The world of work is changing. The new face of the American workforce and an increasing portion of the international workforce is more independent, engaged and better able to deliver results, services, and products than the traditional monolithic corporation.
To get a better understanding of this shift, Field Nation conducted a comprehensive analysis of the three areas that have combined to form the nexus of this new reality of work: the shift away from traditional employment and towards contract expertise, the disruption of work as we used to know it, and the new engaged workforce.
Last week, we discussed the “Outsourcing Appetizer” as the first shift that contributed to the changing workforce dynamic by whetting the appetite of the enterprise for expertise at market rates.
- Read Part 1: The Outsourcing Appetizer
Chapter One: The Shift
The Second Shift: the Organization – Individual Inversion
The second shift we identified was the evolution of engaging with an external organization that was trusted to have access to the desired expertise, to engaging directly with that expertise and using the organization only as a means of facilitating those transactions.
Although subtle, this shift proved to have profound significance in that it represented an inversion of the organization-individual hierarchy. As was traditionally the case, enterprises used to contact and contract organizations that had good reputations for service, execution and expertise; now, the desire to engage directly with those individuals with whom they had an established relationship took precedent. As a result, organizations increasingly took on the role of agents that provided access to highly effective experts.
The inversion of this relationship turned out to be the proverbial writing on the wall for these organizations whose only value-add was a database and talent. Early pioneers in the space became adept at finding individual expertise and assembling ad-hoc teams that were needed for specific projects. With the business practice and process structure emplaced by the PMOs, as well as the increasing ability to engage the specific individuals, enterprises were able to drive out the costs associated with fee margins that overseas talent shops were adding to their cost structures and rate cards.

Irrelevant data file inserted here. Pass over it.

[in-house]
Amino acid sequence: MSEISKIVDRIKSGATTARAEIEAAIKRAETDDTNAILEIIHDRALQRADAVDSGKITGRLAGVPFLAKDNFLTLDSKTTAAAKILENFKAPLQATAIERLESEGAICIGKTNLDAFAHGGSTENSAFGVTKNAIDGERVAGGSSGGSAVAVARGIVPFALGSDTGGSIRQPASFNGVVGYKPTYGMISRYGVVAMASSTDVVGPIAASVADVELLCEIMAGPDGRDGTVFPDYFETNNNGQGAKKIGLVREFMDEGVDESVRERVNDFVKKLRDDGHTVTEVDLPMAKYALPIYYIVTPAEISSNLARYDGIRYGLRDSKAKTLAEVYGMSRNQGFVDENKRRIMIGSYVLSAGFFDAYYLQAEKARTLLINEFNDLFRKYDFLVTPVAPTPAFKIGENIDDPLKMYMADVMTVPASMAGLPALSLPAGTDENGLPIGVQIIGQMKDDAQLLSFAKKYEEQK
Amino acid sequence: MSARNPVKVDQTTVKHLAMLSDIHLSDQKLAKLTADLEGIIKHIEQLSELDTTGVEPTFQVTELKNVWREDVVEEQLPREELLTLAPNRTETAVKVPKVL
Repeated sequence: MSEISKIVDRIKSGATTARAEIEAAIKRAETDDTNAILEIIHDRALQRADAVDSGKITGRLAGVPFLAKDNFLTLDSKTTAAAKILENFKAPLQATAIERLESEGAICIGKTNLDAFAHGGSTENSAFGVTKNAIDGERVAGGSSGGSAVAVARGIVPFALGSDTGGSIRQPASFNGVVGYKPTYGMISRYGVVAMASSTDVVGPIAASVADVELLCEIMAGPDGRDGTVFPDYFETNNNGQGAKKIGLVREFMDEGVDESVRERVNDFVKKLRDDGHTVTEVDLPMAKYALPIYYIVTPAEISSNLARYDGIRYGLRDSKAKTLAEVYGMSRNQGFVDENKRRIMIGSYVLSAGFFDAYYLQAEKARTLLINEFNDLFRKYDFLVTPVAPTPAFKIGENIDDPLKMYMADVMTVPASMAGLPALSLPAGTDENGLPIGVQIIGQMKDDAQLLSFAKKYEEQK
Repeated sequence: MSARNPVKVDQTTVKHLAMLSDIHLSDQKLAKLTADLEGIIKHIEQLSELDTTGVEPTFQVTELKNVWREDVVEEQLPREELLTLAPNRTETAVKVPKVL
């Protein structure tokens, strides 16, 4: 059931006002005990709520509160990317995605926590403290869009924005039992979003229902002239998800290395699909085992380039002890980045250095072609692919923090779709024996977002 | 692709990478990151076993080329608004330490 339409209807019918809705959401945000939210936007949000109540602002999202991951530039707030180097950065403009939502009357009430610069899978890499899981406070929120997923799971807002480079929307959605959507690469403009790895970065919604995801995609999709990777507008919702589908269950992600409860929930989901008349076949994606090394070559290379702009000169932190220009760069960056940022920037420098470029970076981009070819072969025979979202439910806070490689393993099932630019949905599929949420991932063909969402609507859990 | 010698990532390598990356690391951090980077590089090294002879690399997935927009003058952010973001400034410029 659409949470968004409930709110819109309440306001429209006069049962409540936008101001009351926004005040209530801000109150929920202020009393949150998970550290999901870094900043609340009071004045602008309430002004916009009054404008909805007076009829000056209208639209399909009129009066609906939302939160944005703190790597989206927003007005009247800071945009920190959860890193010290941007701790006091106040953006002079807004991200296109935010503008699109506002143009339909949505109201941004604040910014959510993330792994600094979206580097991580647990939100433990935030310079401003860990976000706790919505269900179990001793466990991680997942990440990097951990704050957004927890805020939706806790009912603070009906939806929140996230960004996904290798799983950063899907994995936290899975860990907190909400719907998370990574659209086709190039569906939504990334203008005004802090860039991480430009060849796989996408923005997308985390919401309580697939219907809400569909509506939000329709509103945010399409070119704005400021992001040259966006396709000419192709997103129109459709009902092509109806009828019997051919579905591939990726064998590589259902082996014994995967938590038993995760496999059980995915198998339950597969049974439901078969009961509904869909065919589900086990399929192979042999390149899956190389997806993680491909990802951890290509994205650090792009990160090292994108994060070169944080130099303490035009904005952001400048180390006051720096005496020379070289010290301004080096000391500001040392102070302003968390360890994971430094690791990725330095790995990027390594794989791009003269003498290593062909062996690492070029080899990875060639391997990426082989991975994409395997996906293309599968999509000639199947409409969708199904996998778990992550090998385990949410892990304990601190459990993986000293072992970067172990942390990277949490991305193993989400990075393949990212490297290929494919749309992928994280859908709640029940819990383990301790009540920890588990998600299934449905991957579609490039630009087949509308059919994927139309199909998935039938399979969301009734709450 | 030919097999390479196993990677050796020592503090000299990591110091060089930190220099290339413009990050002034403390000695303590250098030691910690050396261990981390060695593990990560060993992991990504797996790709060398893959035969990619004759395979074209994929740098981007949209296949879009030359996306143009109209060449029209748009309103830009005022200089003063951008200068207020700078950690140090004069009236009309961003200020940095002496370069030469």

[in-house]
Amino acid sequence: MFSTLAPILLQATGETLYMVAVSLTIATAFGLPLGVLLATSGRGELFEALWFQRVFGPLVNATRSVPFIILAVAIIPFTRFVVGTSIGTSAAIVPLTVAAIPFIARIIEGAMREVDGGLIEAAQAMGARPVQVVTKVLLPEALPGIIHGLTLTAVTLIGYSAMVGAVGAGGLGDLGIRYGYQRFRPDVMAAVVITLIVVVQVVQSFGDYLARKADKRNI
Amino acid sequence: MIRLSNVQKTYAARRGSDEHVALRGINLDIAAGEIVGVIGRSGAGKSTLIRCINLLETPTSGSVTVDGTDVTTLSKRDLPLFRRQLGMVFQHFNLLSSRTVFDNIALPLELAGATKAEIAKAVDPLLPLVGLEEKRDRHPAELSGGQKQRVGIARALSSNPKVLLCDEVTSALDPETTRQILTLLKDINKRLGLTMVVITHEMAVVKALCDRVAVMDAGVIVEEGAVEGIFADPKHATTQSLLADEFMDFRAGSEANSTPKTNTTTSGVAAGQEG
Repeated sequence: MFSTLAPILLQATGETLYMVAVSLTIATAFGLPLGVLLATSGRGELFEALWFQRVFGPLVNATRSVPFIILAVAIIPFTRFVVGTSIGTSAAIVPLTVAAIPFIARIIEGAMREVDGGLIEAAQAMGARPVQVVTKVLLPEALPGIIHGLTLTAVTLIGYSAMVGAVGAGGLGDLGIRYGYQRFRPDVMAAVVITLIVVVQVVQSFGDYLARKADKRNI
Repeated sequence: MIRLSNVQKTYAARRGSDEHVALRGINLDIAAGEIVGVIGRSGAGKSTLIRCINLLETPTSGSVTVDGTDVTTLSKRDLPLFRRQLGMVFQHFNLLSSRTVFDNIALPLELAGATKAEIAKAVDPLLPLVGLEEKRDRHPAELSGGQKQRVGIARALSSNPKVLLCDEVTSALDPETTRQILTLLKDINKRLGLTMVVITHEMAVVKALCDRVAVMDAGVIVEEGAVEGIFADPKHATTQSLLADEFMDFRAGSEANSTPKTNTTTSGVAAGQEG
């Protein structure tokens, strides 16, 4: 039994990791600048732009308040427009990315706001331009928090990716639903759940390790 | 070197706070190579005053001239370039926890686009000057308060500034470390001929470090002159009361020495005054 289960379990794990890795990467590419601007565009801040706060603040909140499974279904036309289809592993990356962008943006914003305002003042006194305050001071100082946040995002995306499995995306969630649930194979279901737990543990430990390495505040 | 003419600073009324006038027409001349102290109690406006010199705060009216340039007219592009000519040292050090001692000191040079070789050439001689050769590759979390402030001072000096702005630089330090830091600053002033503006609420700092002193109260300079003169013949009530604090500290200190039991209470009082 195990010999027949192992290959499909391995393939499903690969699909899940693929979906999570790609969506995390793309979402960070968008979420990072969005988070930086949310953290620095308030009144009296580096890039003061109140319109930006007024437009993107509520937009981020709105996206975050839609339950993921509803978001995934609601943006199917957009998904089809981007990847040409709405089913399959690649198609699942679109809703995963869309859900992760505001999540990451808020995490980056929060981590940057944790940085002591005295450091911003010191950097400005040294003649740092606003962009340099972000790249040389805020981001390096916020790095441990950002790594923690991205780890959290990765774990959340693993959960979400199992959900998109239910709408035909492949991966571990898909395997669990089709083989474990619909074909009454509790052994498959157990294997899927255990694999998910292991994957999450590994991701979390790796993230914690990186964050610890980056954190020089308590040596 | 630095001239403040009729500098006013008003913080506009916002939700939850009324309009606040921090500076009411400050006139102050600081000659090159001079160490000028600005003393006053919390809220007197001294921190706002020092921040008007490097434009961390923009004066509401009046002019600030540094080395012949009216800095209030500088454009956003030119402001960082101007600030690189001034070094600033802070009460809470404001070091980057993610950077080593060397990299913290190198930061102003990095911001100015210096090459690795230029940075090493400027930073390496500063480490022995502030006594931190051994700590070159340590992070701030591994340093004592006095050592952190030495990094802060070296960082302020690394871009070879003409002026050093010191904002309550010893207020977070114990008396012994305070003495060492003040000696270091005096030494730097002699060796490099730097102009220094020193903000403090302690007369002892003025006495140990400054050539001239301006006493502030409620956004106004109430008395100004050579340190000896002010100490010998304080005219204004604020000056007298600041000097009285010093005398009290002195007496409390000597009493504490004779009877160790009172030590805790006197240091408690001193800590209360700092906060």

Similarly, as enterprises became more adept at assembling and managing bespoke talent teams, they were able to easily scale their bid and RFP frameworks down to individuals rather than just big companies. This empowered organizations to further engage with individual experts and bypass larger consulting organizations.
The outsourcing experiments that of the late 1990s and early 2000s were largely successful from a cost and convenience standpoint: despite some public PR disasters that shed light on the challenges associated with managing offshore talent and contracting, the savings were substantial. More businesses across the world traded the higher cost (and, admittedly, the simplicity) of the Master Service Agreements (MSA) for the lower cost and better results of an “elastic expertise” model. If organizations proved willing and able to take on a more active role in managing bespoke teams of project experts, then there was substantial cost savings and quality boosts to be had.
Coming Up: We discuss the third factor that has contributed to the shift in the American workforce by addressing how the evolution of communication and collaboration technology brought the offshore outsourcing model home.